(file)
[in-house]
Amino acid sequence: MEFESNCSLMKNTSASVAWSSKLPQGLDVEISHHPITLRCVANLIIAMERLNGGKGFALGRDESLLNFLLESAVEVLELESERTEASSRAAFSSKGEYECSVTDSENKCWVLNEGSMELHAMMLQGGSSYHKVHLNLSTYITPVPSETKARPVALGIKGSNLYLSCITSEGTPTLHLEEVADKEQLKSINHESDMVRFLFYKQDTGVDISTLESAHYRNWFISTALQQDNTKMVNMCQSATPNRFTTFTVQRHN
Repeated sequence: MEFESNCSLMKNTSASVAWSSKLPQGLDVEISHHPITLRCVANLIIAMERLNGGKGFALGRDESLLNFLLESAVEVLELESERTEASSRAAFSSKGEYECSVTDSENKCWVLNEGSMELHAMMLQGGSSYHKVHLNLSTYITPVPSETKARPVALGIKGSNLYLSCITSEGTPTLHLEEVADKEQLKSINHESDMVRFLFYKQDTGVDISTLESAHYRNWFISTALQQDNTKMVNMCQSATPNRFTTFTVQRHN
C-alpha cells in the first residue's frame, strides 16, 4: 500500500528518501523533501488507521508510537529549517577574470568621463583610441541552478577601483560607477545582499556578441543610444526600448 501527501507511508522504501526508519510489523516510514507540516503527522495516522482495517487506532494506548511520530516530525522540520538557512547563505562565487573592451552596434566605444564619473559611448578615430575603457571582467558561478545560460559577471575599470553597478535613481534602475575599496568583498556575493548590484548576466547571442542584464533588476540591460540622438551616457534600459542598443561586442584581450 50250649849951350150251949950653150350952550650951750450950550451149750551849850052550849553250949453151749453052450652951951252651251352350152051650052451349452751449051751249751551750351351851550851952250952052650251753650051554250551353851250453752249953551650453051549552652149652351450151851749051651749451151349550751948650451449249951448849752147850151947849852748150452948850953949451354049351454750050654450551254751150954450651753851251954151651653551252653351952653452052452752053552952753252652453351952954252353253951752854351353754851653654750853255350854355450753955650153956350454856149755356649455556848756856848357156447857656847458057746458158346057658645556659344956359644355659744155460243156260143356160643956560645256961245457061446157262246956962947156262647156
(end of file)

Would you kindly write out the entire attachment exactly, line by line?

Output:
[in-house]
Amino acid sequence: MEFESNCSLMKNTSASVAWSSKLPQGLDVEISHHPITLRCVANLIIAMERLNGGKGFALGRDESLLNFLLESAVEVLELESERTEASSRAAFSSKGEYECSVTDSENKCWVLNEGSMELHAMMLQGGSSYHKVHLNLSTYITPVPSETKARPVALGIKGSNLYLSCITSEGTPTLHLEEVADKEQLKSINHESDMVRFLFYKQDTGVDISTLESAHYRNWFISTALQQDNTKMVNMCQSATPNRFTTFTVQRHN
Repeated sequence: MEFESNCSLMKNTSASVAWSSKLPQGLDVEISHHPITLRCVANLIIAMERLNGGKGFALGRDESLLNFLLESAVEVLELESERTEASSRAAFSSKGEYECSVTDSENKCWVLNEGSMELHAMMLQGGSSYHKVHLNLSTYITPVPSETKARPVALGIKGSNLYLSCITSEGTPTLHLEEVADKEQLKSINHESDMVRFLFYKQDTGVDISTLESAHYRNWFISTALQQDNTKMVNMCQSATPNRFTTFTVQRHN
C-alpha cells in the first residue's frame, strides 16, 4: 500500500528518501523533501488507521508510537529549517577574470568621463583610441541552478577601483560607477545582499556578441543610444526600448 501527501507511508522504501526508519510489523516510514507540516503527522495516522482495517487506532494506548511520530516530525522540520538557512547563505562565487573592451552596434566605444564619473559611448578615430575603457571582467558561478545560460559577471575599470553597478535613481534602475575599496568583498556575493548590484548576466547571442542584464533588476540591460540622438551616457534600459542598443561586442584581450 50250649849951350150251949950653150350952550650951750450950550451149750551849850052550849553250949453151749453052450652951951252651251352350152051650052451349452751449051751249751551750351351851550851952250952052650251753650051554250551353851250453752249953551650453051549552652149652351450151851749051651749451151349550751948650451449249951448849752147850151947849852748150452948850953949451354049351454750050654450551254751150954450651753851251954151651653551252653351952653452052452752053552952753252652453351952954252353253951752854351353754851653654750853255350854355450753955650153956350454856149755356649455556848756856848357156447857656847458057746458158346057658645556659344956359644355659744155460243156260143356160643956560645256961245457061446157262246956962947156262647156